Rural communities across the country are seeing a rash of thefts on farms. Animals, equipment, fencing, irrigation wire and more are being stolen - and National Insurance Crime Bureau spokesperson Frank Scafidi says it’s a problem that doesn’t seem to be slowing down.
This rise in farm thefts is prompting action in some communities. The Hilmar Farm Watch was created in the Central Valley of California in 2011. Similar groups have started in other states as well.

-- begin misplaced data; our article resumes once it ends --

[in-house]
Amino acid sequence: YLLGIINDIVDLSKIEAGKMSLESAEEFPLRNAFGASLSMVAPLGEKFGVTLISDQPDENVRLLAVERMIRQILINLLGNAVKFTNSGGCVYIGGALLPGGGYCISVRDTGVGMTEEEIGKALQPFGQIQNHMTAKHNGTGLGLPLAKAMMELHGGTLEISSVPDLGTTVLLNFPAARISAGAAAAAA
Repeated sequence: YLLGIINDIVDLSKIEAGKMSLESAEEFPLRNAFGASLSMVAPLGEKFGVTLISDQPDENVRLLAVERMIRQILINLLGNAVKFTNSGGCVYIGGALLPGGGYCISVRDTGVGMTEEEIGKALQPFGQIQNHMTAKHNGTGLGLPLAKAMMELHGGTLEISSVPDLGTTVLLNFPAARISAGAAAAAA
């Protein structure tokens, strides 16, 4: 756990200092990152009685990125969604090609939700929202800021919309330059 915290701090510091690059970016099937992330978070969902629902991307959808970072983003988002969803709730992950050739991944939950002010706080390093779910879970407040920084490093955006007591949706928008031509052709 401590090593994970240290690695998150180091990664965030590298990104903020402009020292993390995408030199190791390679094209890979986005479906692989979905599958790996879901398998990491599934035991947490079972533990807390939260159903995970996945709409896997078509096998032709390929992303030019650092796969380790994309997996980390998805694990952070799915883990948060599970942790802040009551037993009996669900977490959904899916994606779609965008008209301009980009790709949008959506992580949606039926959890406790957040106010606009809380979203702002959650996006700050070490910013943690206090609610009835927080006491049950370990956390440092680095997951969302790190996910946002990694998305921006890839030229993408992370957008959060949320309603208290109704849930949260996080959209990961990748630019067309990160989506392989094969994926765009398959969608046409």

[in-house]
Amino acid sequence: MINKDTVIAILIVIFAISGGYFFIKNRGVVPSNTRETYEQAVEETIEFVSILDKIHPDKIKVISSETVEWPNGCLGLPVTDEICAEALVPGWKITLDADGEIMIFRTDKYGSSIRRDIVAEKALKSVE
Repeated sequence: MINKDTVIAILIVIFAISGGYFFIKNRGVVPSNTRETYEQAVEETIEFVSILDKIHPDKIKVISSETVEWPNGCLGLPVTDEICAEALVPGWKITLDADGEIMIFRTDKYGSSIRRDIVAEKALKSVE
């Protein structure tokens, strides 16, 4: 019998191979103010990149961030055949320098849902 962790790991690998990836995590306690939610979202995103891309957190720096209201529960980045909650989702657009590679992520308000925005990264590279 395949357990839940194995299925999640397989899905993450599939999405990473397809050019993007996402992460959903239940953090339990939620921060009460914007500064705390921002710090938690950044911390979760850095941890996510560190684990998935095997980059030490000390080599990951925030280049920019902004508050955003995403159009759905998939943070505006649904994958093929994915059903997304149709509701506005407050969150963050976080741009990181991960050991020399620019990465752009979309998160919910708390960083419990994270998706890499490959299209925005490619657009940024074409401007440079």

Citing the Fresno County Sherriff’s Office - the Wall Street Journal reported thieves stole metal from agricultural properties valued at 1.1-million dollars last year. That’s about four times what was stolen in 2009. In Texas and Oklahoma - there’s been a spike in cattle rustling - with more than 10-thousand cows and horses reported missing in 2012 - a 40-percent jump from the previous year. Thieves in Vermont have targeted rural sugar-shacks - where maple syrup is boiled down during the spring months. One sugar maker suffered the theft of 160 gallons of syrup in 2012.
Scafidi says the motivation behind these thefts runs a pretty wide range. Sometimes the reason is hard economic times - but sometimes the thieves are looking for money to feed a drug habit.